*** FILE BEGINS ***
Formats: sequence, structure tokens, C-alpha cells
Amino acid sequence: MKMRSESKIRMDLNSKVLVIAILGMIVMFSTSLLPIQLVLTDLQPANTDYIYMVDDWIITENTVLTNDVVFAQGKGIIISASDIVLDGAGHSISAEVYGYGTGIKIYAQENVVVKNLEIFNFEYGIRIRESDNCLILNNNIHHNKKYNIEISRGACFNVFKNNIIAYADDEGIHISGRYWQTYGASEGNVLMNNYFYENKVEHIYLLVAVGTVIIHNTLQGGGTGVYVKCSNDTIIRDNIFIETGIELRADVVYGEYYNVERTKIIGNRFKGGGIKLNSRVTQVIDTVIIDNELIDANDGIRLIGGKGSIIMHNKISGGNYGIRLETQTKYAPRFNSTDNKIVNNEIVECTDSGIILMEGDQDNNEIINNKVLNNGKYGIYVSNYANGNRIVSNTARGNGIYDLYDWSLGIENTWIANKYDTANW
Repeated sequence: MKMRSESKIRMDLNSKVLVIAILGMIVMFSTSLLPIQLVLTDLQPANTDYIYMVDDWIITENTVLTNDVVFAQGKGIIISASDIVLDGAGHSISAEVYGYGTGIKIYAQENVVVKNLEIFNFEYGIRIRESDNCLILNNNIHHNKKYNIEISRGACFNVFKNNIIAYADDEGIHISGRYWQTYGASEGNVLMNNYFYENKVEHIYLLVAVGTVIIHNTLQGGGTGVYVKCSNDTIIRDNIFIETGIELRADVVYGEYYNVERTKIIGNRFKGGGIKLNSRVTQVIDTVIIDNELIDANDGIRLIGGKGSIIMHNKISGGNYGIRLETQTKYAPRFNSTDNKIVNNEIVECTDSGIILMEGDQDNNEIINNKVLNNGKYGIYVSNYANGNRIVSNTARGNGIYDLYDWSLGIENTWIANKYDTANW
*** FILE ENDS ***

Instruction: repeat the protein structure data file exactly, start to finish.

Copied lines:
Formats: sequence, structure tokens, C-alpha cells
Amino acid sequence: MKMRSESKIRMDLNSKVLVIAILGMIVMFSTSLLPIQLVLTDLQPANTDYIYMVDDWIITENTVLTNDVVFAQGKGIIISASDIVLDGAGHSISAEVYGYGTGIKIYAQENVVVKNLEIFNFEYGIRIRESDNCLILNNNIHHNKKYNIEISRGACFNVFKNNIIAYADDEGIHISGRYWQTYGASEGNVLMNNYFYENKVEHIYLLVAVGTVIIHNTLQGGGTGVYVKCSNDTIIRDNIFIETGIELRADVVYGEYYNVERTKIIGNRFKGGGIKLNSRVTQVIDTVIIDNELIDANDGIRLIGGKGSIIMHNKISGGNYGIRLETQTKYAPRFNSTDNKIVNNEIVECTDSGIILMEGDQDNNEIINNKVLNNGKYGIYVSNYANGNRIVSNTARGNGIYDLYDWSLGIENTWIANKYDTANW
Repeated sequence: MKMRSESKIRMDLNSKVLVIAILGMIVMFSTSLLPIQLVLTDLQPANTDYIYMVDDWIITENTVLTNDVVFAQGKGIIISASDIVLDGAGHSISAEVYGYGTGIKIYAQENVVVKNLEIFNFEYGIRIRESDNCLILNNNIHHNKKYNIEISRGACFNVFKNNIIAYADDEGIHISGRYWQTYGASEGNVLMNNYFYENKVEHIYLLVAVGTVIIHNTLQGGGTGVYVKCSNDTIIRDNIFIETGIELRADVVYGEYYNVERTKIIGNRFKGGGIKLNSRVTQVIDTVIIDNELIDANDGIRLIGGKGSIIMHNKISGGNYGIRLETQTKYAPRFNSTDNKIVNNEIVECTDSGIILMEGDQDNNEIINNKVLNNGKYGIYVSNYANGNRIVSNTARGNGIYDLYDWSLGIENTWIANKYDTANW